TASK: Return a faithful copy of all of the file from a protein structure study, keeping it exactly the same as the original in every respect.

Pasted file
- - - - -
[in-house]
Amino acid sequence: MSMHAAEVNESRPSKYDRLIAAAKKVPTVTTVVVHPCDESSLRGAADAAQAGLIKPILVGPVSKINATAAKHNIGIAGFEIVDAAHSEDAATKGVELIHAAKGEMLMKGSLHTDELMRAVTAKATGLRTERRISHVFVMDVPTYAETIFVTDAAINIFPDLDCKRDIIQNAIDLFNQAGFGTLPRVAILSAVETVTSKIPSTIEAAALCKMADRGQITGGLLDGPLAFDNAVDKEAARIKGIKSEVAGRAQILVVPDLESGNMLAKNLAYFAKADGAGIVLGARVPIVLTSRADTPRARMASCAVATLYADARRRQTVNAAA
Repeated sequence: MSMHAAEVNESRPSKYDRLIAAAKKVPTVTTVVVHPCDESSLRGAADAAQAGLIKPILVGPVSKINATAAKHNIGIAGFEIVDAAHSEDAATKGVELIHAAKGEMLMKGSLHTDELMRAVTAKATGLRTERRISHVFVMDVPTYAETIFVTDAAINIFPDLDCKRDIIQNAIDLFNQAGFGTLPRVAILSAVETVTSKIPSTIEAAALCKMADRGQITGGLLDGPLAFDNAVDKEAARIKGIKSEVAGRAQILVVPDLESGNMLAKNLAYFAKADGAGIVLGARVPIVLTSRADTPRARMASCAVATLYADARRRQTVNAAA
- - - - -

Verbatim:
[in-house]
Amino acid sequence: MSMHAAEVNESRPSKYDRLIAAAKKVPTVTTVVVHPCDESSLRGAADAAQAGLIKPILVGPVSKINATAAKHNIGIAGFEIVDAAHSEDAATKGVELIHAAKGEMLMKGSLHTDELMRAVTAKATGLRTERRISHVFVMDVPTYAETIFVTDAAINIFPDLDCKRDIIQNAIDLFNQAGFGTLPRVAILSAVETVTSKIPSTIEAAALCKMADRGQITGGLLDGPLAFDNAVDKEAARIKGIKSEVAGRAQILVVPDLESGNMLAKNLAYFAKADGAGIVLGARVPIVLTSRADTPRARMASCAVATLYADARRRQTVNAAA
Repeated sequence: MSMHAAEVNESRPSKYDRLIAAAKKVPTVTTVVVHPCDESSLRGAADAAQAGLIKPILVGPVSKINATAAKHNIGIAGFEIVDAAHSEDAATKGVELIHAAKGEMLMKGSLHTDELMRAVTAKATGLRTERRISHVFVMDVPTYAETIFVTDAAINIFPDLDCKRDIIQNAIDLFNQAGFGTLPRVAILSAVETVTSKIPSTIEAAALCKMADRGQITGGLLDGPLAFDNAVDKEAARIKGIKSEVAGRAQILVVPDLESGNMLAKNLAYFAKADGAGIVLGARVPIVLTSRADTPRARMASCAVATLYADARRRQTVNAAA